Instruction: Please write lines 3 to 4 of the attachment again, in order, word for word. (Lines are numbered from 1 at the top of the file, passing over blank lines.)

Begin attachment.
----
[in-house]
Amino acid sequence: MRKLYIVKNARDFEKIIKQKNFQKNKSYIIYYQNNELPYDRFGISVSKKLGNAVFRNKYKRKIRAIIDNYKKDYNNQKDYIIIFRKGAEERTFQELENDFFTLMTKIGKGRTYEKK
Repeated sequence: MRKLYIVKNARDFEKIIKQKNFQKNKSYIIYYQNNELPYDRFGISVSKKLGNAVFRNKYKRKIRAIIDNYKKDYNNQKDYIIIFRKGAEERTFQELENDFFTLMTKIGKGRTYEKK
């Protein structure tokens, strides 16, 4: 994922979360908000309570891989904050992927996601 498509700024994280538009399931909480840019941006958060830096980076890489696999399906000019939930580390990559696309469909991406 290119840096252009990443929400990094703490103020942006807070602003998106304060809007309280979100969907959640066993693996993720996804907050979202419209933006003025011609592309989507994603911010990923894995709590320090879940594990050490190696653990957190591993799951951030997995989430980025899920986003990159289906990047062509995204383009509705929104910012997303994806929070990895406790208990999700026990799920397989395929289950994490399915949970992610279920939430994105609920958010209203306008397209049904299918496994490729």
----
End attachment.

Repeated sequence: MRKLYIVKNARDFEKIIKQKNFQKNKSYIIYYQNNELPYDRFGISVSKKLGNAVFRNKYKRKIRAIIDNYKKDYNNQKDYIIIFRKGAEERTFQELENDFFTLMTKIGKGRTYEKK
């Protein structure tokens, strides 16, 4: 994922979360908000309570891989904050992927996601 498509700024994280538009399931909480840019941006958060830096980076890489696999399906000019939930580390990559696309469909991406 290119840096252009990443929400990094703490103020942006807070602003998106304060809007309280979100969907959640066993693996993720996804907050979202419209933006003025011609592309989507994603911010990923894995709590320090879940594990050490190696653990957190591993799951951030997995989430980025899920986003990159289906990047062509995204383009509705929104910012997303994806929070990895406790208990999700026990799920397989395929289950994490399915949970992610279920939430994105609920958010209203306008397209049904299918496994490729």